First and foremost, I think the ruling is a mistake; there's nothing in the Constitution which would extend the protections afforded to US citizens to foreigners, especially those actively opposed to the US. The court is creating new Constitutional protections, and that's not their job. Moreover, the new protections are going to be nothing but trouble for the military in the future, and one of the worst things we can do as a country is make it more difficult for our military to keep us safe.
That said, I think Bush shares at least half of the blame for this idiotic ruling and precedent. As a blame Gore for politicizing Global Warming, turning it into a partisan battle, and thus allowing people to compartmentalize any actual evidence as political propaganda, so I blame Bush for creating a situation which forced the Supreme Court to make this ruling.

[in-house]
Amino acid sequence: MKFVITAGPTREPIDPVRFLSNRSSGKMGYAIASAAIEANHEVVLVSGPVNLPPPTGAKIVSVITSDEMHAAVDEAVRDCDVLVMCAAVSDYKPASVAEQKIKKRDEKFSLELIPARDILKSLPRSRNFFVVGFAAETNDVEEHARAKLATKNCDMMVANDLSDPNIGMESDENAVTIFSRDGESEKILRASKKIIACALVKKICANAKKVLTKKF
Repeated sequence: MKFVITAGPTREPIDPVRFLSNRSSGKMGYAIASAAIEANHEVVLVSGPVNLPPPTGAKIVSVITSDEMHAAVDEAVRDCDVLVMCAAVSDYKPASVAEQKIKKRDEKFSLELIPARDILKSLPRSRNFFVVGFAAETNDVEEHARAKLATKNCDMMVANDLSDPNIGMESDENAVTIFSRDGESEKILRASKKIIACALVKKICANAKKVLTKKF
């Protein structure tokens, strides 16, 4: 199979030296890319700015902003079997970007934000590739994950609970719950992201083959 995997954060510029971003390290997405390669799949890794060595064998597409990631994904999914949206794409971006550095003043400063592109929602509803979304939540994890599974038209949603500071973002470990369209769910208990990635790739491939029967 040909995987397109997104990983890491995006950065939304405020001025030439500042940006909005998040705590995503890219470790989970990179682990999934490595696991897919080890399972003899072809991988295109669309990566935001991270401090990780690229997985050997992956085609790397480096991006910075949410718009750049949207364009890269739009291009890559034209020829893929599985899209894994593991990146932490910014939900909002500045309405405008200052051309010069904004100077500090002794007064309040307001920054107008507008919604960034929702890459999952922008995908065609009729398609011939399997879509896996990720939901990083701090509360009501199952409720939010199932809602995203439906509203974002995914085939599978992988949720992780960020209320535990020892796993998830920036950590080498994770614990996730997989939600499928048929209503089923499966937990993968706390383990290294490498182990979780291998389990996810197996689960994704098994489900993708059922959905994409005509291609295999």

It is against international law, and the spirit of America, to hold anyone indefinitely without a trial, the ability to rebut accusations, and ultimately seek justice for persecution. In holding the prisoners in Guantanamo indefinitely, the government was creating a situation which was morally reprehensible both to the international community and the domestic populace. Yes, the situation was abnormal: the prisoners didn't have a sponsor nation they could be released to, nor a formal army to claim allegiance to and thus appeal to be treated as prisoners of war, nor even a formal war to be prisoners of (other than the nebulous "war on terror"). Nevertheless, the US government did not do enough to avoid to perception of holding people indefinitely, nor did they offer any end-time conditions.
As such, the Supreme Court of the US was the last resort against the morally reprehensible situation the Bush administration caused. They needed to do something, and they did; the consequences will be bad for the country, but it was an inevitable (and foreseeable) consequence of the handling of prisoners at Guantanamo Bay. Shame on the Bush administration for creating this situation and this precedent.